Kuwaitis over the past three decades have not stopped comparing their status with the citizens of Dubai in particular and in a subsequent period, with Qatar and others.
The Economist, the discreet British newspaper published a report on Dec 3, saying these constant comparisons and criticism have created a kind of inferiority complex among the Kuwaitis — a situation that is difficult to escape from, although they enjoy the highest per capital income in the region, and the fourth highest income in the world, but it is the government that has often lacked the dynamism enjoyed by the sisterly GCC states.
The business climate in Kuwait is not attractive to international investments at a time when even the most conservative countries in the region have become more attractive for investments, easier to sign projects and business deals, and more attractive to foreign companies.
Although Kuwaitis seem happy with their political system which is closest to democracy compared to other political systems of the region, there are some cases where the freedom of expression has been limited, and control over a majority of the vital appointments in the ministry and other government establishments.
It could be argued that the National Assembly which is made up of 50 members elected by the people, including one female MP, would have a voice in the course of upcoming events, but there are those who oppose, overtly or covertly, or even hostile to the democratic system, and believe that this system is the main reason for impeding development and lagging behind other GCC states.
They also feel that the Parliament had a role to play and block the approval of a lot of huge vital projects, such as the North Oilfield and the Dow Chemical project, not to mention the mechanism and almost random grilling of ministers, particularly ministers who are known to be powerful and honest. This became a crucial reason why so many ministers have refused to wear the shoes of a minister in terms of self-esteem.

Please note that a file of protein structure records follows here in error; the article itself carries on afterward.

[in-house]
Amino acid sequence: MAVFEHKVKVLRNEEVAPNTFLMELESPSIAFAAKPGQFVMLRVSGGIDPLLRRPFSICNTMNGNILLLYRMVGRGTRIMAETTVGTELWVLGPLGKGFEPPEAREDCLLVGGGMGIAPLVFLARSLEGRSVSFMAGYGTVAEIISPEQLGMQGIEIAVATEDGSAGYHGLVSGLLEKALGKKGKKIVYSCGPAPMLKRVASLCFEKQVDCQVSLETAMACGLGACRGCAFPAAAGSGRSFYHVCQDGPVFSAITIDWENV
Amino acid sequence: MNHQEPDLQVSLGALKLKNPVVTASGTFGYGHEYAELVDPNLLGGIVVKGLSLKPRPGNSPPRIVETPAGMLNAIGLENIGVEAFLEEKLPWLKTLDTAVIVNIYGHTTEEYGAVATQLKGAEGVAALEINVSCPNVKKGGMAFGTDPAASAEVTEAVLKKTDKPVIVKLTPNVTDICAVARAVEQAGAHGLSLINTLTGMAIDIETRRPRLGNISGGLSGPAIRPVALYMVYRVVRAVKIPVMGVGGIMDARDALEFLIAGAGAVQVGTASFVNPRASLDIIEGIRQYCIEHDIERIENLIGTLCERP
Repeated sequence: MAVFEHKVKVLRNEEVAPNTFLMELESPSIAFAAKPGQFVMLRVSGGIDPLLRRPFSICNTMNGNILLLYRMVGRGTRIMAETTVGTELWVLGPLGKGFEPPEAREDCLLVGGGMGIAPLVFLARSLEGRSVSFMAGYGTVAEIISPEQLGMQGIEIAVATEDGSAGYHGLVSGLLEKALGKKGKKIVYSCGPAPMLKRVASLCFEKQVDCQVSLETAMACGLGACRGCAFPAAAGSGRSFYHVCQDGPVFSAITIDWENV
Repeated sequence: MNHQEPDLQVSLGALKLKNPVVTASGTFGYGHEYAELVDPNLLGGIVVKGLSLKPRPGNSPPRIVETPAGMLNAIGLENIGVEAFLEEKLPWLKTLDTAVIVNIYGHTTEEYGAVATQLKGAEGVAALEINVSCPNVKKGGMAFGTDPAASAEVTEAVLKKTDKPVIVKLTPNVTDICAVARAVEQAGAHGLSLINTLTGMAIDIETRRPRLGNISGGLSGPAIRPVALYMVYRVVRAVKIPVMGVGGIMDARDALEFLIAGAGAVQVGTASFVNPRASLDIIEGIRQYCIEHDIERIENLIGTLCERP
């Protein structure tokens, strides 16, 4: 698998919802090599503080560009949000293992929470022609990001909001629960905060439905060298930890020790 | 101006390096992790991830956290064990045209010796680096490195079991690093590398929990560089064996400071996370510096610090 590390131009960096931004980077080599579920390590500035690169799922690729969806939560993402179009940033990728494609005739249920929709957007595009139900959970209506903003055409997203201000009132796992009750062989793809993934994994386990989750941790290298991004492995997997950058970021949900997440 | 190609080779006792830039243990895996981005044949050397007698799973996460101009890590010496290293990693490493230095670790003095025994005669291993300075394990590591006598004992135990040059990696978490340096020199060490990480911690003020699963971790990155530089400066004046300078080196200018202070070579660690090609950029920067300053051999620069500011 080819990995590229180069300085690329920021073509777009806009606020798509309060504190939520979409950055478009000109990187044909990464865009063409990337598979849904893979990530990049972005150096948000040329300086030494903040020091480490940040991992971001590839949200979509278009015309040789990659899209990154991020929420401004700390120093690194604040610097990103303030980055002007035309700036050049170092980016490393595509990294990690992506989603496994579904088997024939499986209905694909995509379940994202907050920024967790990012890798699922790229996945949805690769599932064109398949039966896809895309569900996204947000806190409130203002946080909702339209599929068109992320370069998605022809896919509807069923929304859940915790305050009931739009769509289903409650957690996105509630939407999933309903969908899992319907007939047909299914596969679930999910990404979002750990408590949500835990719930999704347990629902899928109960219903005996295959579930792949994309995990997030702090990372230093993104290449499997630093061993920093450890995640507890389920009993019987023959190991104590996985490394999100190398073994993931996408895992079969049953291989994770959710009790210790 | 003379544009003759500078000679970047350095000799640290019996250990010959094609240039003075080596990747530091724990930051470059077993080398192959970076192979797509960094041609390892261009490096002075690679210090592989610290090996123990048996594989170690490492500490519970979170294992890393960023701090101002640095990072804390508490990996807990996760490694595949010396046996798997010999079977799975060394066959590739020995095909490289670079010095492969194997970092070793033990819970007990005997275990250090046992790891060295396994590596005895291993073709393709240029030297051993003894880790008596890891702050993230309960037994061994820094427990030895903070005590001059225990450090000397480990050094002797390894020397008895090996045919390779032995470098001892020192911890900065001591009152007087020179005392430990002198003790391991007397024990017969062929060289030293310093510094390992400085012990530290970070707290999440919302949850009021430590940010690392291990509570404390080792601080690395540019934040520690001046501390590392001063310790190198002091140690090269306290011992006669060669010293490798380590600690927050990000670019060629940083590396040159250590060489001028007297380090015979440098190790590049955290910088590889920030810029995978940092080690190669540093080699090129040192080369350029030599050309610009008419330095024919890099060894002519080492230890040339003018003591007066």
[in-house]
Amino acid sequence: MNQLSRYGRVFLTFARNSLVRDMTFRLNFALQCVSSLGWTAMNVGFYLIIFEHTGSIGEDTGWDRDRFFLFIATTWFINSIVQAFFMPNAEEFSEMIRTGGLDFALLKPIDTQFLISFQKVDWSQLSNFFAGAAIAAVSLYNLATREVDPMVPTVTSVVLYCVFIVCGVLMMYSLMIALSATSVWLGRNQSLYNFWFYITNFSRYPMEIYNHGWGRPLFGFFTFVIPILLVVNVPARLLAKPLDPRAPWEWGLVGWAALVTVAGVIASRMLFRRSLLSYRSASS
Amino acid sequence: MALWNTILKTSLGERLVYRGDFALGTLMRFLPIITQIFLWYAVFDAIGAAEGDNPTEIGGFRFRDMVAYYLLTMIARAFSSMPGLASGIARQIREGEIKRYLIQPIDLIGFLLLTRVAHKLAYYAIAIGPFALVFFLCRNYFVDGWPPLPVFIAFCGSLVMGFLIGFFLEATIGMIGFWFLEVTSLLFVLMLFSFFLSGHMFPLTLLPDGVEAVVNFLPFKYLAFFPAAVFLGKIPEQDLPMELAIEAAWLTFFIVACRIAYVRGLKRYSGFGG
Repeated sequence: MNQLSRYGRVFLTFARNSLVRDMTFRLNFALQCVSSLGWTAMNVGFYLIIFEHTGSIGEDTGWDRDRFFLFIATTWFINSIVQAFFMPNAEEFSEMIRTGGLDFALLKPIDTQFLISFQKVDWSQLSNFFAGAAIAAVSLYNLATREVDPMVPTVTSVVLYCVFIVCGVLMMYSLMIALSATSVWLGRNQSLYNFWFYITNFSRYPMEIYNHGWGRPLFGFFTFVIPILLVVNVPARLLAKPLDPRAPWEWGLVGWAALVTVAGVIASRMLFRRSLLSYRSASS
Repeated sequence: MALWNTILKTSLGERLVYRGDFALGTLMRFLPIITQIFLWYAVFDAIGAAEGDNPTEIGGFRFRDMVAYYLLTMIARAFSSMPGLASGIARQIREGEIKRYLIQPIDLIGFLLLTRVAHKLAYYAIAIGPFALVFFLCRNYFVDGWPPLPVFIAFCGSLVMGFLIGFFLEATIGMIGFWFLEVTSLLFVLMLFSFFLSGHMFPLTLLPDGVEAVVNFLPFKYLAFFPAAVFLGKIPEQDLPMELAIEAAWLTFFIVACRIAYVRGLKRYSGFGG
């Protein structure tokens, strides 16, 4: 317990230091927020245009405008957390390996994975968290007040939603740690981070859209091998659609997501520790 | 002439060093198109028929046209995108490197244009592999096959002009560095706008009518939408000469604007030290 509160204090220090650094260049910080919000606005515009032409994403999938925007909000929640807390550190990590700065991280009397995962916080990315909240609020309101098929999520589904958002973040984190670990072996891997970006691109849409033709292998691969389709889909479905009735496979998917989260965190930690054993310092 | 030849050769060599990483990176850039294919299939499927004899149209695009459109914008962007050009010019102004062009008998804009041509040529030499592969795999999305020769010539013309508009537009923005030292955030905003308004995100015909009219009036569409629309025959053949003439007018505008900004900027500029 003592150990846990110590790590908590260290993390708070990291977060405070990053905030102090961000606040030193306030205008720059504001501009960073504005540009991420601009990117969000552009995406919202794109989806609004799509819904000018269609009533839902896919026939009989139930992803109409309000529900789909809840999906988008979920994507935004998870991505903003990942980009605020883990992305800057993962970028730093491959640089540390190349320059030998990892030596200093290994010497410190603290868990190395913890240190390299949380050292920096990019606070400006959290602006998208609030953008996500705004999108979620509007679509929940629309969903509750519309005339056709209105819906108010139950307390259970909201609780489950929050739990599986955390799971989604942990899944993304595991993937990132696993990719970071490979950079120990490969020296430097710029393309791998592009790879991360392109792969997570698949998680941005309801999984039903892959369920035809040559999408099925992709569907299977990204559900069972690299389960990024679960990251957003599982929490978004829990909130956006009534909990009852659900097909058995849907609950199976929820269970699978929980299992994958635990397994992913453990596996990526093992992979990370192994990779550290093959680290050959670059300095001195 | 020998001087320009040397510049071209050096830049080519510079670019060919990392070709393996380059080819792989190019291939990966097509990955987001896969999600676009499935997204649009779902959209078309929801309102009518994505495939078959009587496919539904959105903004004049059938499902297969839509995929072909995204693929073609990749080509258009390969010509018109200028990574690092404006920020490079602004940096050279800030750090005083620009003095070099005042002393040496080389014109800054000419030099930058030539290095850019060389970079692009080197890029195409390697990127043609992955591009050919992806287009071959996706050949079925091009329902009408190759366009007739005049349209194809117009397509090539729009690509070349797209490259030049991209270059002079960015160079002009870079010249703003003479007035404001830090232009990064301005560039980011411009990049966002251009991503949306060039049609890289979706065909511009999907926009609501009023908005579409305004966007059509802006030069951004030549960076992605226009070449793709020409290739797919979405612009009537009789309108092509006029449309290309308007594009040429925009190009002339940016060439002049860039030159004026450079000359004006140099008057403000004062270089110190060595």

The Economist and the other external sources have clearly reported that there is an influential category that tends to put the responsibility for delay on the State, and the deterioration of our development in the area of education, on our system democratic. However, this does not hold water.
But the truth is that, the governments have enjoyed periods of peaceful parliamentary atmosphere, particularly over the past three years and has been acting as if there is no parliament that can hold it accountable and watch their work. However, those were three lean years, filled with lack of achievement and a repeat failure!
In spite of all that, I think if the Kuwaitis have a choice — and I am not talking about the dual nationality although there are many of them — between continuation of living in this country with all its disadvantages, the unhappiness, the destruction of its airport, and the weakness of some of the ministers, poor traffic system and, poor services, Kuwaitis will inevitably chose to live in their homeland, without hesitation.
The claim to suspend democracy is like putting that smart Bedouin boy, who was offered a thousand dinars for his mind, refused the tempting offer, saying he was afraid of losing his mind for a few thousand dinars because he would anyways lose both but the important thing is he would lose his mind.
Thus we are satisfied with our situation, and likeness of our democracy, and the inability of our government, we do not want to lose our freedoms, and our situation and our incomplete democracy and the weakness of our government.
We do not want to lose our freedoms, so as not to remain without development, and neither progress nor democracy or freedom.
By Ahmad Al-Sarraf